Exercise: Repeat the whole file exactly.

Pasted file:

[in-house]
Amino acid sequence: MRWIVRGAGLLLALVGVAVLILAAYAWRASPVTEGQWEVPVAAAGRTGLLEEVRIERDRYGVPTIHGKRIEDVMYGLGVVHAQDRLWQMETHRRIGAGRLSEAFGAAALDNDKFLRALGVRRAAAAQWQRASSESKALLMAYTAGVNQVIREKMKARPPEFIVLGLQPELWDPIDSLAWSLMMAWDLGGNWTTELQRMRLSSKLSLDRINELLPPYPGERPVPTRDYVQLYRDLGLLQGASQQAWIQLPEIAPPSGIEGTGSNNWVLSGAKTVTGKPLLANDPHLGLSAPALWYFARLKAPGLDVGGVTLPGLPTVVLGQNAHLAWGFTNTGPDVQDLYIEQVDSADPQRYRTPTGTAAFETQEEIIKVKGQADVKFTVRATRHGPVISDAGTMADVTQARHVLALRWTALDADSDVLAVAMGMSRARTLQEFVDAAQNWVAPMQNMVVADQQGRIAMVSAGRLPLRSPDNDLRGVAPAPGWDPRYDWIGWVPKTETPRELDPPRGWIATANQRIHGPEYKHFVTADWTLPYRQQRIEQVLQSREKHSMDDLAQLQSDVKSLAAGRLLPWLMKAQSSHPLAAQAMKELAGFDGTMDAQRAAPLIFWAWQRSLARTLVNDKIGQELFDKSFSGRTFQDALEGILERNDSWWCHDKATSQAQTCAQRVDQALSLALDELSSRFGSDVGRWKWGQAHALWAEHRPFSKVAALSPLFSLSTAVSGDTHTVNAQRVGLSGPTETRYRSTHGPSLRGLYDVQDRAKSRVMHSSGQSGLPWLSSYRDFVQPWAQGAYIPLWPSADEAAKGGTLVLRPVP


[in-house]
Amino acid sequence: MRWIVRGAGLLLALVGVAVLILAAYAWRASPVTEGQWEVPVAAAGRTGLLEEVRIERDRYGVPTIHGKRIEDVMYGLGVVHAQDRLWQMETHRRIGAGRLSEAFGAAALDNDKFLRALGVRRAAAAQWQRASSESKALLMAYTAGVNQVIREKMKARPPEFIVLGLQPELWDPIDSLAWSLMMAWDLGGNWTTELQRMRLSSKLSLDRINELLPPYPGERPVPTRDYVQLYRDLGLLQGASQQAWIQLPEIAPPSGIEGTGSNNWVLSGAKTVTGKPLLANDPHLGLSAPALWYFARLKAPGLDVGGVTLPGLPTVVLGQNAHLAWGFTNTGPDVQDLYIEQVDSADPQRYRTPTGTAAFETQEEIIKVKGQADVKFTVRATRHGPVISDAGTMADVTQARHVLALRWTALDADSDVLAVAMGMSRARTLQEFVDAAQNWVAPMQNMVVADQQGRIAMVSAGRLPLRSPDNDLRGVAPAPGWDPRYDWIGWVPKTETPRELDPPRGWIATANQRIHGPEYKHFVTADWTLPYRQQRIEQVLQSREKHSMDDLAQLQSDVKSLAAGRLLPWLMKAQSSHPLAAQAMKELAGFDGTMDAQRAAPLIFWAWQRSLARTLVNDKIGQELFDKSFSGRTFQDALEGILERNDSWWCHDKATSQAQTCAQRVDQALSLALDELSSRFGSDVGRWKWGQAHALWAEHRPFSKVAALSPLFSLSTAVSGDTHTVNAQRVGLSGPTETRYRSTHGPSLRGLYDVQDRAKSRVMHSSGQSGLPWLSSYRDFVQPWAQGAYIPLWPSADEAAKGGTLVLRPVP